The book that Mamet references might be "Gamblers Don't Gamble" by Michael MacDougall who, in 1939 (not quite the forty years previous to 1960 that Mamet remembers), provided the same etymology, also tracing its origins to Chicago criminal activity [cite book
title=Gamblers Don't Gamble | author= Michael MacDougall and J.C. Furnas | date=1940 | pages = 67-68 | edition=2nd
] :

:There's a lot of gambler-conman-criminal atmosphere about that language. I don't want to write a dictionary of gambler's lingo. But "copasetic" for instance. That goes back to the old Palmer House in Chicago which, as a very plush hotel, was a fat field for chump-hunters to work. But they could work freely only when the house-detective wasn't on the prowl. The house-dick's favorite spot for resting his feet was a certain settee down in the lobby. The chump-hunters usually kept a sentry with an eye on the settee who would report when "the cop was on the settee." As these words gradually ran together, they became "copasetic" and added a word to the language.

Copacetic may be a descendant of the Hebrew phrase "hakol beseder", (literally "all in [the] order" הכל בסדר) meaning "everything is alright", or "Hakol BeTzedek", meaning "everything is justified"cite web| url=| work=Online Etymology Dictionary| title=copsetic| accessdate=2007-10-01] .

Another theorycite book
title=A Dictionary of Slang and Unconventional English | author= Eric Partridge | date=1984 |edition=8th
] [cite web| url=| work=Chinook Jargon Phrasebook| title=Greetings & Courtesies| accessdate=2006-09-12] is that copacetic may have originated from Chinook Jargon, a trade language used in the Pacific Northwest to communicate between tribes, and European traders. The preposition "kopa" is very common in the language, and "Kopasetty" may have been used to mean "doing just fine". This theory was first put forth by Donald L. Martin who stated it derives from the Chinook Jargon word copasenee ("everything is satisfactory").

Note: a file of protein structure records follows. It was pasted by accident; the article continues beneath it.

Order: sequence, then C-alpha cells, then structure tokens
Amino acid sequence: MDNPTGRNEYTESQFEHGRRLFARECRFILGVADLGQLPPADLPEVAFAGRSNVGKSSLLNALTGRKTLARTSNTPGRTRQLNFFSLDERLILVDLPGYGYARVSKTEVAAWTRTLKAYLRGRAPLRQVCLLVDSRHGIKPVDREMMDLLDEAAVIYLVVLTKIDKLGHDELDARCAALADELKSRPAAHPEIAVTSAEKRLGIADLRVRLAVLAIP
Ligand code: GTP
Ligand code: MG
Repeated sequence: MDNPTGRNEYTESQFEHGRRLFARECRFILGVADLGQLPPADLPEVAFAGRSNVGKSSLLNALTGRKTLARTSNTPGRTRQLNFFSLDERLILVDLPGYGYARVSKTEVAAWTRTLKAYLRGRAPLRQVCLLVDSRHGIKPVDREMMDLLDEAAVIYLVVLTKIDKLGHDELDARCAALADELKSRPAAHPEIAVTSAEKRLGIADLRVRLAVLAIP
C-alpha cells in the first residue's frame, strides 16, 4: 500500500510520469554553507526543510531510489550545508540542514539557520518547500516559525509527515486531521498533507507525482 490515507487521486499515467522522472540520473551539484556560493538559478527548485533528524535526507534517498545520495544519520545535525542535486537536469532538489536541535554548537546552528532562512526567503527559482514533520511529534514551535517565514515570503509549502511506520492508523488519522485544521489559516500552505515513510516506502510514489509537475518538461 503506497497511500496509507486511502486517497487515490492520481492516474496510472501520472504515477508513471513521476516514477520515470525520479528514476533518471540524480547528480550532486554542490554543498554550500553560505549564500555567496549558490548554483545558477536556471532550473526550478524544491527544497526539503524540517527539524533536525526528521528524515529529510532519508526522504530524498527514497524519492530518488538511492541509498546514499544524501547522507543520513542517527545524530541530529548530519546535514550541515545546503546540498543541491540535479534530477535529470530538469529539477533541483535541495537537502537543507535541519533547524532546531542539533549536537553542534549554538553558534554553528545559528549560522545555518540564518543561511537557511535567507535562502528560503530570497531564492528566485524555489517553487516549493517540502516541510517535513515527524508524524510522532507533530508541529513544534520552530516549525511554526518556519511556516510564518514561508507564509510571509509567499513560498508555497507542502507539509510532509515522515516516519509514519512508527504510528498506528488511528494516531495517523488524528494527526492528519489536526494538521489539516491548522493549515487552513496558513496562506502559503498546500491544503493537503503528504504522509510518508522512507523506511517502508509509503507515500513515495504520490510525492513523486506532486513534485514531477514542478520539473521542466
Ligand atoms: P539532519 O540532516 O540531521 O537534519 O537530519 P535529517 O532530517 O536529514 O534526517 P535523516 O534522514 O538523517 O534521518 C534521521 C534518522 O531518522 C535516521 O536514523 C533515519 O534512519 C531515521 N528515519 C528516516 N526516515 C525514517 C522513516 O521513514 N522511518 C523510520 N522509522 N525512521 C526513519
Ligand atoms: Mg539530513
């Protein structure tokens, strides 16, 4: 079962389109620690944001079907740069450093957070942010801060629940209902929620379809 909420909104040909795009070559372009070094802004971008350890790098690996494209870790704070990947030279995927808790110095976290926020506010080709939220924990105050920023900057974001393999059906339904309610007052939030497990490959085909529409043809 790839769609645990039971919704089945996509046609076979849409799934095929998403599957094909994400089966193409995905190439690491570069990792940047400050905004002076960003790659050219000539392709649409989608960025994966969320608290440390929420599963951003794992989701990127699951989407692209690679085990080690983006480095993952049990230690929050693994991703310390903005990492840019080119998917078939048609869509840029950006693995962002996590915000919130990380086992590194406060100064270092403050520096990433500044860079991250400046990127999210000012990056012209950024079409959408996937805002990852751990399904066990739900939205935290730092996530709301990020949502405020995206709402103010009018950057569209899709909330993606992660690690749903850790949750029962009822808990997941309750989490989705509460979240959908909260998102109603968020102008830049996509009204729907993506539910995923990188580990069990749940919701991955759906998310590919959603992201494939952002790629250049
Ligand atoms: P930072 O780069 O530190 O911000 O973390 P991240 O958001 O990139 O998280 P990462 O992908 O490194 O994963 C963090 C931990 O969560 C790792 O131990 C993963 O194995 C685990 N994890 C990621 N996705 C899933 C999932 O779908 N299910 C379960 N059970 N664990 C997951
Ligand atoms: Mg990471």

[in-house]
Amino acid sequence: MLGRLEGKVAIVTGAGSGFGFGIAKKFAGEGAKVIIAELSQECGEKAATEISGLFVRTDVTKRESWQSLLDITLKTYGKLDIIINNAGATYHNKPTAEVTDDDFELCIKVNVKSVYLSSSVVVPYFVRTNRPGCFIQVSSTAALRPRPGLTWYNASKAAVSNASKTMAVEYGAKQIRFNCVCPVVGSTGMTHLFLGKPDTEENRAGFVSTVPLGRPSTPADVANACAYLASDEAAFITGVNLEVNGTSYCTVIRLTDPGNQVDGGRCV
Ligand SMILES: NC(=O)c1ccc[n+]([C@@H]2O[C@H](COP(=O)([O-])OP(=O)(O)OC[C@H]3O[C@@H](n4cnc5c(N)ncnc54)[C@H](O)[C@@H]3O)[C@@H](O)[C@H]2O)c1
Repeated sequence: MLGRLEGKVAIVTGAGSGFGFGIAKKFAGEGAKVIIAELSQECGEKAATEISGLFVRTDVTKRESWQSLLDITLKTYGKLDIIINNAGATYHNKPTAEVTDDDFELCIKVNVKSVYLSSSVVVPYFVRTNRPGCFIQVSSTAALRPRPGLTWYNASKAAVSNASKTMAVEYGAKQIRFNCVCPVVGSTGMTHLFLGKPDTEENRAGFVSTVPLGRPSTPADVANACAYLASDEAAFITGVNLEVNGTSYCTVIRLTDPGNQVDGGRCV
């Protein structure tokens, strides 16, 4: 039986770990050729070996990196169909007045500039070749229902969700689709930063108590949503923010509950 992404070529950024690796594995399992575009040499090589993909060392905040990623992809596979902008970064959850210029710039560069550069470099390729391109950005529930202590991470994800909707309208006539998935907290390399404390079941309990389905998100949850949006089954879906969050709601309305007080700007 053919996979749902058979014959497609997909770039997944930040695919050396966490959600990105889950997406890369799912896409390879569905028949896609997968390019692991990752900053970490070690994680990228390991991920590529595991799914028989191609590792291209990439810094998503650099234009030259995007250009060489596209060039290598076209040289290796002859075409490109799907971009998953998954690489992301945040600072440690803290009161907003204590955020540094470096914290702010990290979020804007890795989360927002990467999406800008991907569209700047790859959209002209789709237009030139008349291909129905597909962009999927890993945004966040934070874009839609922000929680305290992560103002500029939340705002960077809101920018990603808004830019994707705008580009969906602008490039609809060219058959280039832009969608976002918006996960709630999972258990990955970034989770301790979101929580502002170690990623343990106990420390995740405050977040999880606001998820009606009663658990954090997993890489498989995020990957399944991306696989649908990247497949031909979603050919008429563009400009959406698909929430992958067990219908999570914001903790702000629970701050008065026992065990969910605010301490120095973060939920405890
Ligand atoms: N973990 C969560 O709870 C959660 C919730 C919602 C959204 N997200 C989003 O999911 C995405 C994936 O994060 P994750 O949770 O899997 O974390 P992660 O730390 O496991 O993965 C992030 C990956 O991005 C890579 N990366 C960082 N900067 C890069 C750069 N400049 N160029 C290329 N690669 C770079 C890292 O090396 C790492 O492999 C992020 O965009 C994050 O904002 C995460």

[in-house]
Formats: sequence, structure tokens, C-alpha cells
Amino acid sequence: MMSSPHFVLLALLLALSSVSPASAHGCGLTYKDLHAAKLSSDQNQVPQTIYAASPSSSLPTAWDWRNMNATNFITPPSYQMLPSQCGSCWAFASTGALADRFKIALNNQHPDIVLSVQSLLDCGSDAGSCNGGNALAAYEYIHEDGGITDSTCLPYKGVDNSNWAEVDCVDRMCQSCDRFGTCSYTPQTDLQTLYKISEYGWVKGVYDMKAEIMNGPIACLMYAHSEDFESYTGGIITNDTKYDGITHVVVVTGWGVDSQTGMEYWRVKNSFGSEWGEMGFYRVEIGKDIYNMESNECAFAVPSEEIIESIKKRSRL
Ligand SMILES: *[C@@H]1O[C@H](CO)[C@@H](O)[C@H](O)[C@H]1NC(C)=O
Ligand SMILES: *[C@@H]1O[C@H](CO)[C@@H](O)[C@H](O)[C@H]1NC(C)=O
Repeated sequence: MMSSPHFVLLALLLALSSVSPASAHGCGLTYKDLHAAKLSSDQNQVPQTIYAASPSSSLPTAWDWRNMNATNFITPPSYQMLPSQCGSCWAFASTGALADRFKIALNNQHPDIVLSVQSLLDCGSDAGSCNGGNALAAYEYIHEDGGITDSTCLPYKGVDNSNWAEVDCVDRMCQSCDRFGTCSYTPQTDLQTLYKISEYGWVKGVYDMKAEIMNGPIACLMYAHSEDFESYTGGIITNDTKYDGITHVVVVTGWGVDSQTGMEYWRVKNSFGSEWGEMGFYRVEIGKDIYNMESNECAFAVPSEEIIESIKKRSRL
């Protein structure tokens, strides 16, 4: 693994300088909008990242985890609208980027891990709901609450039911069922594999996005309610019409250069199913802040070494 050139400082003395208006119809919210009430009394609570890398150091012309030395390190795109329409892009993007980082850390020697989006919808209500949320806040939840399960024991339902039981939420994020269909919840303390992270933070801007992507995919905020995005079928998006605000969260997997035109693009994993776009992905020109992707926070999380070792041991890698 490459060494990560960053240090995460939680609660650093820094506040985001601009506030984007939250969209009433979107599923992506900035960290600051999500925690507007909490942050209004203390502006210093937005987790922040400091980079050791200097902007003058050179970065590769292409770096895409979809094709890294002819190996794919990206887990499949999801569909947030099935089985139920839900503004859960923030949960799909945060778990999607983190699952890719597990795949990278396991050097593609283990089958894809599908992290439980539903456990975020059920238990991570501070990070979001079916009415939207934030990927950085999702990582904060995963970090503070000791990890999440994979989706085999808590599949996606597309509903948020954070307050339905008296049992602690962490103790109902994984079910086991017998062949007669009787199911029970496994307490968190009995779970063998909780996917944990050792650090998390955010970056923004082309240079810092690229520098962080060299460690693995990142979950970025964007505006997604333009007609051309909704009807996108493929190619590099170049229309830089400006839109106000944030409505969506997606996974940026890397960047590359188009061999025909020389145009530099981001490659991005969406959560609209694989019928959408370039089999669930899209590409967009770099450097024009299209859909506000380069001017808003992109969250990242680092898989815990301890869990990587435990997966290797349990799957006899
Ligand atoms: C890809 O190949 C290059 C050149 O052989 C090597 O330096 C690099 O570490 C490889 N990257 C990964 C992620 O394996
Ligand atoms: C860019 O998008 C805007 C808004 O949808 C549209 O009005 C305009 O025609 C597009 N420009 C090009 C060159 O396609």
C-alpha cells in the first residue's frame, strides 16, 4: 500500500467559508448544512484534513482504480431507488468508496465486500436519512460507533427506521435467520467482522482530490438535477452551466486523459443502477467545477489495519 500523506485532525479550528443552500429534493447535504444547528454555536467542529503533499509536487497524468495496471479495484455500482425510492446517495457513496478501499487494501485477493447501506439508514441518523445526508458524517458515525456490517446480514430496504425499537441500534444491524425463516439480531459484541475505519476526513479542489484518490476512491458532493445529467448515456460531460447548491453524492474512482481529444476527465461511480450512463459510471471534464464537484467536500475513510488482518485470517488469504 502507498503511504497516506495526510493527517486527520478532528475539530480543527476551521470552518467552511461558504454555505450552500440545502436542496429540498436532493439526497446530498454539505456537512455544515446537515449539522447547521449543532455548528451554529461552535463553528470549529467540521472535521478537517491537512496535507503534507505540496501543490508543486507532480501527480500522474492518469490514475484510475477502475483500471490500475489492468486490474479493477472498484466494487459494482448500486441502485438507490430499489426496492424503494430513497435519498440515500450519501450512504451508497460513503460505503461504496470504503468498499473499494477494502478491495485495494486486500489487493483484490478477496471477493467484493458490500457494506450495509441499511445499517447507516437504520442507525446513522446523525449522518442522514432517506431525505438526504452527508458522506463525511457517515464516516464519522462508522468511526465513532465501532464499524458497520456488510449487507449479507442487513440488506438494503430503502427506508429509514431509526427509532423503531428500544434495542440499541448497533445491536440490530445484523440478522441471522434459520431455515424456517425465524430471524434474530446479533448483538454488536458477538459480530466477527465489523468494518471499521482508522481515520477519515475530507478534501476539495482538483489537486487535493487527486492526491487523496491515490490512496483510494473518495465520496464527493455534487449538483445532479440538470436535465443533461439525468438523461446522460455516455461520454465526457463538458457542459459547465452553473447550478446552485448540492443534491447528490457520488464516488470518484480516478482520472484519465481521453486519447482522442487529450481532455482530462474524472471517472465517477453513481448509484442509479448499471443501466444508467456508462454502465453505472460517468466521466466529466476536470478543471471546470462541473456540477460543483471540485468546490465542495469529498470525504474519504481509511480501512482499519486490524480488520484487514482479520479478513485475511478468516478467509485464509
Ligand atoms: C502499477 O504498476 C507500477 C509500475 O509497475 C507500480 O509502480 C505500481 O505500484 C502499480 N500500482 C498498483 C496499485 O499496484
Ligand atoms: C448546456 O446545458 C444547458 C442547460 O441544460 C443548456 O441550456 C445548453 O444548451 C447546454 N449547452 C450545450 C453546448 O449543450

Yet another theory, put forth by novelist John O'Hara in 1934, claims (without evidence) that the word entered the African American slang lexicon via the Italian of American mobsters. Quoting O'Hara, "I don't know how to spell the Italian, but it's something like copacetti." There is no such word in the Italian language, however.

Alternate spellings

*copacetic — preferred spelling listed in OED and Merriam-Webster's Collegiate Dictionary
*copasetic — alternate spelling listed in Merriam-Webster's Collegiate Dictionary; the correct spelling in Microsoft Word's spell checker feature.
*kopasetic — alternate spelling listed in OED
*copesetic — alternate spelling listed in OED and Merriam-Webster's Collegiate Dictionary
*copissettic — historical spelling given in a 1933 quotation in the OED entry
*kopasetee — historical spelling given in a 1926 quotation in the OED entry
*copasthetic — historical spelling given in a 1930 quotation in the Random House Historical
*koppithetic - historical spelling given in a 1960 quotation in the Farmers AlmanacDictionary of American Slang entry


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  • copasetic — see COPACETIC (Cf. copacetic) …   Etymology dictionary

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  • copasetic — adjective see copacetic …   New Collegiate Dictionary

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  • copasetic — /koʊpəˈsɛtɪk/ (say kohpuh setik), / ˈsitɪk/ (say seetik) adjective → copacetic …